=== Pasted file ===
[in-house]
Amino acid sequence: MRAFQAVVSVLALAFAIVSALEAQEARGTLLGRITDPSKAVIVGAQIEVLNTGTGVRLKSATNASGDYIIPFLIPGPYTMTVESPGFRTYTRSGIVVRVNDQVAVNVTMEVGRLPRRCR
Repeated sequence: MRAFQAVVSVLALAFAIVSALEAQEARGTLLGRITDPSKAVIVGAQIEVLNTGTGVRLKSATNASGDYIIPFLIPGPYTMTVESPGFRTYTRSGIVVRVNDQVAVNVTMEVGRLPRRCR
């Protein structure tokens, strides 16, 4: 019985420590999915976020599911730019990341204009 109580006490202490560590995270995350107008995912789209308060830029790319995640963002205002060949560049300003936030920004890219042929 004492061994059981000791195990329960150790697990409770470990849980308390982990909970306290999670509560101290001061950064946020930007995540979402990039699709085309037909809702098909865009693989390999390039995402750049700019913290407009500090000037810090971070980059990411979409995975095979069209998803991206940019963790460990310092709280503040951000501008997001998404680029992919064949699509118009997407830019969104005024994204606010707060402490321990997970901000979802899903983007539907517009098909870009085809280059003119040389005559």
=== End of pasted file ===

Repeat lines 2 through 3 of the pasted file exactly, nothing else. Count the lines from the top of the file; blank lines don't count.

Amino acid sequence: MRAFQAVVSVLALAFAIVSALEAQEARGTLLGRITDPSKAVIVGAQIEVLNTGTGVRLKSATNASGDYIIPFLIPGPYTMTVESPGFRTYTRSGIVVRVNDQVAVNVTMEVGRLPRRCR
Repeated sequence: MRAFQAVVSVLALAFAIVSALEAQEARGTLLGRITDPSKAVIVGAQIEVLNTGTGVRLKSATNASGDYIIPFLIPGPYTMTVESPGFRTYTRSGIVVRVNDQVAVNVTMEVGRLPRRCR